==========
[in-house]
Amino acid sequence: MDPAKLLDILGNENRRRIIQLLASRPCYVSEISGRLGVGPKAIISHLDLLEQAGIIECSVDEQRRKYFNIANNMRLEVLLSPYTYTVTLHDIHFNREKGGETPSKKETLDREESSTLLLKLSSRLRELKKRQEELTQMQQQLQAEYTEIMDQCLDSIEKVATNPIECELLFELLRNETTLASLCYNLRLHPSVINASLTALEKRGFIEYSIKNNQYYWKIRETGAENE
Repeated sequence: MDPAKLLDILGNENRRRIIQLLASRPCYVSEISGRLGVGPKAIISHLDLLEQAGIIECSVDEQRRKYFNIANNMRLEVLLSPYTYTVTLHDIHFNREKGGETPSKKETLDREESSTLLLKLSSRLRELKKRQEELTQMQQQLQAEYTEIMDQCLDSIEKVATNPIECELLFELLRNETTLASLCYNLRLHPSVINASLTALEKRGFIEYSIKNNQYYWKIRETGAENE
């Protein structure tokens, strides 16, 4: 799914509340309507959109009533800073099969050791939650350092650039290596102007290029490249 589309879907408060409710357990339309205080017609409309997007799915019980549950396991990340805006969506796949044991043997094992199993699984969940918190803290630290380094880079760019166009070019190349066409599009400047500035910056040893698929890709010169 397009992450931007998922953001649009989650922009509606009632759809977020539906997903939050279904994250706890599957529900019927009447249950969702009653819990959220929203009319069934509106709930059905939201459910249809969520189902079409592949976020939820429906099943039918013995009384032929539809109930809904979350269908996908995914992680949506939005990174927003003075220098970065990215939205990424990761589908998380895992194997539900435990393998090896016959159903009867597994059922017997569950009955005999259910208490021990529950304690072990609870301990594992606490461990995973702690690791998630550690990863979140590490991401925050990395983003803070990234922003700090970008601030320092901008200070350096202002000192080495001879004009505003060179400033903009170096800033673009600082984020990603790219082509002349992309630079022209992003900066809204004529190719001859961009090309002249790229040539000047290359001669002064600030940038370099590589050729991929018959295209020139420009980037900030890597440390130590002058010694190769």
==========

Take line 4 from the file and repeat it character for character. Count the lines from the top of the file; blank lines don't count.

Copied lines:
């Protein structure tokens, strides 16, 4: 799914509340309507959109009533800073099969050791939650350092650039290596102007290029490249 589309879907408060409710357990339309205080017609409309997007799915019980549950396991990340805006969506796949044991043997094992199993699984969940918190803290630290380094880079760019166009070019190349066409599009400047500035910056040893698929890709010169 397009992450931007998922953001649009989650922009509606009632759809977020539906997903939050279904994250706890599957529900019927009447249950969702009653819990959220929203009319069934509106709930059905939201459910249809969520189902079409592949976020939820429906099943039918013995009384032929539809109930809904979350269908996908995914992680949506939005990174927003003075220098970065990215939205990424990761589908998380895992194997539900435990393998090896016959159903009867597994059922017997569950009955005999259910208490021990529950304690072990609870301990594992606490461990995973702690690791998630550690990863979140590490991401925050990395983003803070990234922003700090970008601030320092901008200070350096202002000192080495001879004009505003060179400033903009170096800033673009600082984020990603790219082509002349992309630079022209992003900066809204004529190719001859961009090309002249790229040539000047290359001669002064600030940038370099590589050729991929018959295209020139420009980037900030890597440390130590002058010694190769």